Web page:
International Business Review – Volume 26, 448–460

Born Globals—Is there fire behind the smoke?

 Eliane Choquette, Morten Rask, Davide Sala, Philipp Schröder

  • Are Born Globals really different from firms with other start-up histories? We address this question based on a unique longitudinal data set that tracks all Danish manufacturing start-ups founded between 1994 and 2008 (23,201 firms). This novel application of register data allows us to provide the first detailed account of Born Globals compared to proper control groups of other start-ups. Chiefly we investigate firm performance, which in turn permits interference on socioeconomic impact. We find that the occurrence of BGs is not specific to certain sectors, nor does their frequency change in light of rapid ICT progress. However, we find that Born Globals have significantly higher turnover and employment levels as well as job growth rates. Moreover, they show a considerably wider market reach, but little to no productivity advantage compared to firms with less or later internationalization. Thus, Born Globals are special in some but not all aspects.

International Business Review – Volume 26, 527-543

Marketing capabilities, positional advantage, and performance of born global firms: Contingent effect of ambidextrous innovation

 Silvia L. Martin,   Rajshekhar G. Javalgi, Erin Cavusgil

  • Research on international entrepreneurship field is still in its infancy, where innovation is particularly emphasized in the pursuit of opportunities. The literature exhibits considerable gaps related to how newly born international firms, known as born globals, can overcome their asset-constrained conditions to enhance performance. In this regard, numerous scholars have proposed controversial arguments, such as that born global should leverage the highest levels of innovation for superior performance. However, innovation is asset-consuming and born global firms are asset-constrained. Drawing from the competitive advantage theory, we develop and test an original framework exploring the role of a balanced innovation approach, the ambidextrous innovation of born global firms. Our study reveals how the moderation effect of ambidextrous innovation could strengthen the link between marketing capabilities and positional advantage. Also, our findings suggest that positional advantage has an important mediating role in the relationship between marketing capabilities and export venture performance. Likewise, positional advantage mediates the relationship between competitive strategy and export venture performance. Additionally, we propose that competitive strategy mediates the relationship between marketing capabilities and positional advantage. This study presents valuable managerial implications to monitor closely ambidextrous innovation as key decision-making input for performance enhancement of born global firms. The empirical context for the study is a sample of high-technology born global firms from Mexico—an important emerging market yet relatively understudied.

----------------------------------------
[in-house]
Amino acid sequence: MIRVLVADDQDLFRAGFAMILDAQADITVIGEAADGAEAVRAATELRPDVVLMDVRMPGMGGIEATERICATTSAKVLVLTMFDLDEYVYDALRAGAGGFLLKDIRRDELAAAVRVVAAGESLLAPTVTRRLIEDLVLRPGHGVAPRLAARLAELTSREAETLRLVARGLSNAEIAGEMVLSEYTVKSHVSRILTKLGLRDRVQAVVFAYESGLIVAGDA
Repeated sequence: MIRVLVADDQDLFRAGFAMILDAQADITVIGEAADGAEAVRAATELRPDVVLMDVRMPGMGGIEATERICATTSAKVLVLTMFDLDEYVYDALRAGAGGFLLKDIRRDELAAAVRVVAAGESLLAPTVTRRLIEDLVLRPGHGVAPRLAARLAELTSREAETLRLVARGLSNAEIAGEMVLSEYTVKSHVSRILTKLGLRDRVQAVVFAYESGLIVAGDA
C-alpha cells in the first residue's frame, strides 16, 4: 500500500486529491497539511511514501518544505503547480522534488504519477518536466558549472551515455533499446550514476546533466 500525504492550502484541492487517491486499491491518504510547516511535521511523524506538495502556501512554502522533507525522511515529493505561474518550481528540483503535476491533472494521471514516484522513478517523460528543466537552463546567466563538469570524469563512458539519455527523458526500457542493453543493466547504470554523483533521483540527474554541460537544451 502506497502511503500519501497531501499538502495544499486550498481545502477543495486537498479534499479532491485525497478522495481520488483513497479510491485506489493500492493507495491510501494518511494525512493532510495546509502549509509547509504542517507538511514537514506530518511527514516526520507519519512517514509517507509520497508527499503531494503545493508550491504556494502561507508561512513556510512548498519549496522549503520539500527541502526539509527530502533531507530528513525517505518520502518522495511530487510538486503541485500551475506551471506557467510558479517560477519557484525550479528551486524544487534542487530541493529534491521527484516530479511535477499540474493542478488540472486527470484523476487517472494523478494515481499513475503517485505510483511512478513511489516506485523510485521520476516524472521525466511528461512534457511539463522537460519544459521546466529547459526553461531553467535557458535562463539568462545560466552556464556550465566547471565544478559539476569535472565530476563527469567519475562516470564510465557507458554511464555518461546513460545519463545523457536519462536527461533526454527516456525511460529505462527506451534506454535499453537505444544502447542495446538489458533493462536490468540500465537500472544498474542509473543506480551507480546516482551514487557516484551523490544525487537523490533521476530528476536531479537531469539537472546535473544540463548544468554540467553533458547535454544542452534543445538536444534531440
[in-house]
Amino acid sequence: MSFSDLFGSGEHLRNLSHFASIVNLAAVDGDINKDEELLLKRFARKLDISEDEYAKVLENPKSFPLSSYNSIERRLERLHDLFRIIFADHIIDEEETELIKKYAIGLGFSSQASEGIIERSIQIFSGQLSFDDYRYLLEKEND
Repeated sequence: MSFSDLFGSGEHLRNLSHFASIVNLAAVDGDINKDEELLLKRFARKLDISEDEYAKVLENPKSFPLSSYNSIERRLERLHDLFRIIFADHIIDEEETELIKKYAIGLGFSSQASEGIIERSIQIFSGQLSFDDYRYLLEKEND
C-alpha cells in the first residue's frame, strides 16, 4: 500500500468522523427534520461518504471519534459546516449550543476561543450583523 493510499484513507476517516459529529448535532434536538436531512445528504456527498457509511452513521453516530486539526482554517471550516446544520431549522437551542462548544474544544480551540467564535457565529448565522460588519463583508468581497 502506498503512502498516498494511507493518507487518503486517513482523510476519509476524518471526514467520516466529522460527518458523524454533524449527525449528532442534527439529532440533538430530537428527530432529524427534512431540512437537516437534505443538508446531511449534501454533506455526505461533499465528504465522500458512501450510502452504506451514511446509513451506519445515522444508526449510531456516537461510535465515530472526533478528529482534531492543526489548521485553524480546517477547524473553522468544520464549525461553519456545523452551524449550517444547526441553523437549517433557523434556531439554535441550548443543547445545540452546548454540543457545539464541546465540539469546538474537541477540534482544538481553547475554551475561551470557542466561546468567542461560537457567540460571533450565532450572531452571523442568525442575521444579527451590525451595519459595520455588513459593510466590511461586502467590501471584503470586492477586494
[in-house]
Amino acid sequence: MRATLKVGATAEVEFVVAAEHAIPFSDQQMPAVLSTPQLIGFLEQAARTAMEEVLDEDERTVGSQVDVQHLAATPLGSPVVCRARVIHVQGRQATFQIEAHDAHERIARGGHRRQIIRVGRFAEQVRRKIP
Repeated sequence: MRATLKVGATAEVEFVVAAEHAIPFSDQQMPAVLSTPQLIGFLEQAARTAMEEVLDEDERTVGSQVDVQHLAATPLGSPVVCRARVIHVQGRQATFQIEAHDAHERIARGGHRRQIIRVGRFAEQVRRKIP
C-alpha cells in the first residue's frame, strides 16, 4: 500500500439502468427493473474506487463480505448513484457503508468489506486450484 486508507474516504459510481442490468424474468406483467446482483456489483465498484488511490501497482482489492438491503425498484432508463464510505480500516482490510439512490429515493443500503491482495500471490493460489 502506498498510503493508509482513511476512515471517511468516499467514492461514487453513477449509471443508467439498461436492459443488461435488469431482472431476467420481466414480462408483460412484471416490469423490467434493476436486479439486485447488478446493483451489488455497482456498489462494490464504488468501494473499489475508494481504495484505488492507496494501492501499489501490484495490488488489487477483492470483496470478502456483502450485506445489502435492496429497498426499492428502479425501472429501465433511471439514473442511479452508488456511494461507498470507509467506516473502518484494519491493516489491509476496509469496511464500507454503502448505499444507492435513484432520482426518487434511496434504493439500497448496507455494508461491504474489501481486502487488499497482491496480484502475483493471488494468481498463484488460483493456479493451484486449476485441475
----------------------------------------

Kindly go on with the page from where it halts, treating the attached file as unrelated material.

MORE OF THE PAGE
European Journal of International Management – Volume 11, 262-279

Cross-border entrepreneurship in a global world: a critical reconceptualisation

 Julie Emontspool, Per Servais

  • This article shows that international entrepreneurship and immigrant entrepreneurship increasingly intersect in a global world. Both research streams address cross-border entrepreneurial activity in parallel to each other. International entrepreneurship focuses on outgoing entrepreneurial activity, while immigrant entrepreneurship mainly considers incoming entrepreneurial activity. The article critically discusses such a dichotomy, highlighting how differentiating immigrant entrepreneurs and international entrepreneurs perpetuates orientalist assumptions about cross-border business activity. Focusing on entrepreneurship as a behaviour, the article proposes an alternative perspective to cross-border entrepreneurship, discussing cross-border opportunity identification and exploitation between an entrepreneur’s country of residence and a foreign country. This perspective provides a number of avenues for further research open for scholars in the field of entrepreneurship to investigate either alone or in collaboration with other disciplines.

European Journal of International Management – Volume 11, 365-382

International entrepreneurship of small firms and their export market performance

 Aytug Sozuer, Gultekin Altuntas, Fatih Semercioz

  • This study investigates small firms’ international entrepreneurship as a predictor of their export market performance in an emerging country context. Built on resource-based view and prior empirical work, the research proposes that international entrepreneurship, as an organisational culture and a distinct competence, positively relates to export performance of small firms. Evidence from a cross-sectional survey of 326 firms in Turkey reveals product and customer focus can potentially explain foreign market success. The findings also encourage authors to speculate on a higher-order construct and coin ‘new offer orientation’, which is composed of innovation propensity, market orientation, and employee motivation directed to international markets. Moreover, it is inferred that risk assessment and business networking across borders can be complicated for small firms within the scope of this research